At the end of October, Liverpool held its first annual Literary Festival with Helen Taylor directing the proceedings. Many of the events were held at the University’s own Victoria Gallery & Museum which made it accessible to students and others alike meaning the turnout was high as expected. There were talks from high profile speakers such as Frank Cottrell-Boyce, Ali Smith, Lemn Sissay, Philip Pullman and Colm Tóibín as well as a number of many other smaller discussions and debates. Here’s an overview of three of the events that I was lucky enough to attend!
Three Women Revolutionaries was a panel which was chaired by Shami Chakrabarti, the shadow Attorney General who was once described as the ‘most dangerous woman in Britain’ for her outspoken views. Joining Chakrabarti were Rachel Holmes, the author of Eleanor Marx: A Life and an upcoming biography of Sylvia Pankhurst, and Bee Rowlatt, a journalist and author of In Search of Mary: The Mother of all Journeys, inspired by Mary Wollstonecraft. The panel predominantly discussed Marx, Pankhurst and Wollstonecraft and their role in shaping women’s rights and modern feminism before a hosting a lengthy Q&A session. The panel was fascinating and highlighted the importance of each of these ‘revolutionaries in history’. Holmes and Rowlatt both spoke passionately about their chosen individuals and there was a lot to learn from this panel such as how Sylvia Pankhurst went to prison more than any other suffragette and how Eleanor Marx was one of the most important political figures of the 19th century. Rowlett even explained how she followed Wollstonecraft’s footsteps and went on the same journey as she did over 200 years before when researching for her book which was awe-inspiring to hear about. The biographies of Wollstonecraft and Marx are both available online and Holmes’ book about Pankhurst will be released in 2018; they seem to be very interesting reads!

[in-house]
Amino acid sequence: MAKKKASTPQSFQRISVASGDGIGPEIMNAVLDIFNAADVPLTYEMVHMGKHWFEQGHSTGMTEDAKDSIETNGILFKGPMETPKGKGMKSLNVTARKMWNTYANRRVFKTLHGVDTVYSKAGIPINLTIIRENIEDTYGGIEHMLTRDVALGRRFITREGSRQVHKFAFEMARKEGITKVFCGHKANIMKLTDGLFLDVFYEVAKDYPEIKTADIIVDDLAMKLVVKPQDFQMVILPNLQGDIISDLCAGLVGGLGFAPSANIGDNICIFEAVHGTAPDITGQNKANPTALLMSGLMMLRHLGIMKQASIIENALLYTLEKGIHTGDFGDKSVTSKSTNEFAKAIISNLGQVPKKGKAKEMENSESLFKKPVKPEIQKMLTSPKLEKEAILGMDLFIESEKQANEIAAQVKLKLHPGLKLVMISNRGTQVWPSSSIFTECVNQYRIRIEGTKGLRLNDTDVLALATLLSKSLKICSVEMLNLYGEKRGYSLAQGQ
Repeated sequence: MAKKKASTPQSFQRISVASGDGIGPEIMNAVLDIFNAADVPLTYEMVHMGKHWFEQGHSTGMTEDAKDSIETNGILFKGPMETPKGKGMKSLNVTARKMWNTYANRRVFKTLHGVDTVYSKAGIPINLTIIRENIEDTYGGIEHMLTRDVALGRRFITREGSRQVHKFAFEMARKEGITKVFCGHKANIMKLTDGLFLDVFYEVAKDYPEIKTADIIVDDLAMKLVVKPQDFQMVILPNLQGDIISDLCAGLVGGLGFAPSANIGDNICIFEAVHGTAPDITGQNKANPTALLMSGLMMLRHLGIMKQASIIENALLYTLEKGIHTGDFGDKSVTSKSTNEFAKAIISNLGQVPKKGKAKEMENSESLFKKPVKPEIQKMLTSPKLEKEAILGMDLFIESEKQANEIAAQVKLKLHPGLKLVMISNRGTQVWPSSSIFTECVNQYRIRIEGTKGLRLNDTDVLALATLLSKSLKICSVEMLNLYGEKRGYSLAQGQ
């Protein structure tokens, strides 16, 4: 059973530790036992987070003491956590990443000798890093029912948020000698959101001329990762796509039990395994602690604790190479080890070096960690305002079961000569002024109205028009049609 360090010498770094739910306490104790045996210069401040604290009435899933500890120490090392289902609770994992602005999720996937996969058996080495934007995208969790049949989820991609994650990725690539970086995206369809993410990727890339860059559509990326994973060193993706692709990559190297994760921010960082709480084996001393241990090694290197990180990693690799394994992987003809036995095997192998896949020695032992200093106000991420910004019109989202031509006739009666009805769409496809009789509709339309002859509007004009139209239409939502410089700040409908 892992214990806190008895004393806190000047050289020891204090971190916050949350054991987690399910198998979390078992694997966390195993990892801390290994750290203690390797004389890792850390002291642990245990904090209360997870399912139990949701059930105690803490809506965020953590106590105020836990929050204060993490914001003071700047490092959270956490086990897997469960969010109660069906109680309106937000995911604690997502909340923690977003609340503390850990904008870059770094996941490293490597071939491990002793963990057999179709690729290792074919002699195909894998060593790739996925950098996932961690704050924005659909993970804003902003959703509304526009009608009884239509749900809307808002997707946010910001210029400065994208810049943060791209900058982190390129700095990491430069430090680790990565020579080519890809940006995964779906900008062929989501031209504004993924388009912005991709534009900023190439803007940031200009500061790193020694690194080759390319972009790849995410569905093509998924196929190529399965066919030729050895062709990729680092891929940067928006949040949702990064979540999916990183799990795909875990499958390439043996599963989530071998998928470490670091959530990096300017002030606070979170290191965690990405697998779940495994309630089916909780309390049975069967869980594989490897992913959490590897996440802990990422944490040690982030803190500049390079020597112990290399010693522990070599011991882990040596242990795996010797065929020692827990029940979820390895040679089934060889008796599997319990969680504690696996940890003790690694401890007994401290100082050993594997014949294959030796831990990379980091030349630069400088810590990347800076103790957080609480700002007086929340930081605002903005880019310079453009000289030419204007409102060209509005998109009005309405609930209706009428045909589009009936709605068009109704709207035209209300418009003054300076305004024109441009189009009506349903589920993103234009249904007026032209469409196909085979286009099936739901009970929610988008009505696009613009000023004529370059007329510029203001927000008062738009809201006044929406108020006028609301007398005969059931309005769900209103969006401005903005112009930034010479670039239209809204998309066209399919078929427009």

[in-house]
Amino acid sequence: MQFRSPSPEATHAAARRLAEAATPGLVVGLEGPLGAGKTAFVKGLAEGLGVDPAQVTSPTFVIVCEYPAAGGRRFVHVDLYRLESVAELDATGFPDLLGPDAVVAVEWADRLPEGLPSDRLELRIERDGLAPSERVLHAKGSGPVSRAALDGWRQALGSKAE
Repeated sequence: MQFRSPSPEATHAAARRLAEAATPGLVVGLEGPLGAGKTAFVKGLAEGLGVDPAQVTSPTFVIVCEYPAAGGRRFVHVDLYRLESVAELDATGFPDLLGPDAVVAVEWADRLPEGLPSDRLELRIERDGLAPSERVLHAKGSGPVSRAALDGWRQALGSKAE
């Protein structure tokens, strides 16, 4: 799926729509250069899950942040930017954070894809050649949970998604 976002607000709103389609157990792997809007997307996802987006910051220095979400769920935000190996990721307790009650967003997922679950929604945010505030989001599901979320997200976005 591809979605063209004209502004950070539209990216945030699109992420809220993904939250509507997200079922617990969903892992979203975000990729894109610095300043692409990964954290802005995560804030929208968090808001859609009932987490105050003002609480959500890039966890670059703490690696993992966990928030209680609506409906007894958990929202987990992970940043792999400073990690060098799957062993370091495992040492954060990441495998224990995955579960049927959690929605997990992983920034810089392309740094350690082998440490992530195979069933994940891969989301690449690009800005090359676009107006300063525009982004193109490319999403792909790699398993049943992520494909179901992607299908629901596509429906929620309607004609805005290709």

Another interesting panel was Poets in the City which was particularly relevant to Liverpool students as the poets were all from the University’s English department. Sandeep Parmar began by reading from her collection, Eidolon, where she gives a voice to Helen of Troy in a modern revision of the myth. It was interesting to hear from Helen’s perspective as Parmar made her relatable to modern readers. John Redmond is a writer and publisher as well as working for the university and he read from his collection The Alexandra Sequence and shared several poems. A main theme of his poetry was memories and the personal nature of the poems were clear. Finally, Deryn Rees-Jones, who has been shortlisted for the TS Eliot poem competition among other awards, read from a couple of poems including Mon Amour which she described as a ‘big prose poem’ which was entirely true unlike many of the other poems that had been recited. All three of the poets were captivating to listen to and spoke clearly allowing the audience to be absorbed into their worlds. Their poetry anthologies are also all available online and should be good reads.
Finally, there was an exclusive exhibition of Adrian Henri’s paintings on display in the gallery. Adrian Henri was a prominent poet but also gained popularity as an artist and remained prolific in this role right until his death in 2000. The exhibition was put together by art historian Catherine Marcangeli who displayed Henri’s art and poetry side by side for viewing.
Some pieces like the ‘Storm’ artwork were abstract and in some cases perplexing, whilst others were complex and highlighted Henri’s talent and versatility. The art display was particularly interesting to look at as it featured many different themes and were locally relevant, with some of pieces having links to Liverpool itself.
The Victoria Gallery & Museum often has exhibits on display to look at and the venue always makes for an enjoyable visit. These events showcased the diversity of talent that this year’s Liverpool Literary Festival had to offer. It was a great success, and it certainly is one event, looking forward to next year, to definitely look out for!